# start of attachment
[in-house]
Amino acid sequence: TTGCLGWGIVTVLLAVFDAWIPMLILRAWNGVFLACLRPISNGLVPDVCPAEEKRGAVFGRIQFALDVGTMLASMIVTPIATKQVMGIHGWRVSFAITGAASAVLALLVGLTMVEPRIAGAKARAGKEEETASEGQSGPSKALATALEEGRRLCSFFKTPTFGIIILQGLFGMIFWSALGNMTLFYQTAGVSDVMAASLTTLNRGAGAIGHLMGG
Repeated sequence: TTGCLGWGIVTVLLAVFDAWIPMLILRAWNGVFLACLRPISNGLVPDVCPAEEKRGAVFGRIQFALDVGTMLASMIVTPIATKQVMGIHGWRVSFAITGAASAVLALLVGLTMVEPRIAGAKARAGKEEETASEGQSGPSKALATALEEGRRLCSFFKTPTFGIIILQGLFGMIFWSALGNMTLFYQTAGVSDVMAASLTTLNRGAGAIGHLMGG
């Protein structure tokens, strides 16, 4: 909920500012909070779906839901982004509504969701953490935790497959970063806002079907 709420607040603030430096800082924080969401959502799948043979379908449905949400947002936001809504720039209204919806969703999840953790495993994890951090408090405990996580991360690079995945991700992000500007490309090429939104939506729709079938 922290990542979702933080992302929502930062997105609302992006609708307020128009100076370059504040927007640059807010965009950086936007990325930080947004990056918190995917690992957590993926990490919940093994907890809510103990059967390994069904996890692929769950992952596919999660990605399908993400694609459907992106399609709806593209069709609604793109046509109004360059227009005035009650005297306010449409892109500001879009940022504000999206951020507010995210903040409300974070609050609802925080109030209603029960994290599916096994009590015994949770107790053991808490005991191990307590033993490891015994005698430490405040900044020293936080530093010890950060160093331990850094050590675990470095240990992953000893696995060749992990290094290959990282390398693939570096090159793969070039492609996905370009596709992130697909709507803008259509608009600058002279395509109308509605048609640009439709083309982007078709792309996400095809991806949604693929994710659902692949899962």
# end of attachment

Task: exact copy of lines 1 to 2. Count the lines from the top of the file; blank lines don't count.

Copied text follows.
[in-house]
Amino acid sequence: TTGCLGWGIVTVLLAVFDAWIPMLILRAWNGVFLACLRPISNGLVPDVCPAEEKRGAVFGRIQFALDVGTMLASMIVTPIATKQVMGIHGWRVSFAITGAASAVLALLVGLTMVEPRIAGAKARAGKEEETASEGQSGPSKALATALEEGRRLCSFFKTPTFGIIILQGLFGMIFWSALGNMTLFYQTAGVSDVMAASLTTLNRGAGAIGHLMGG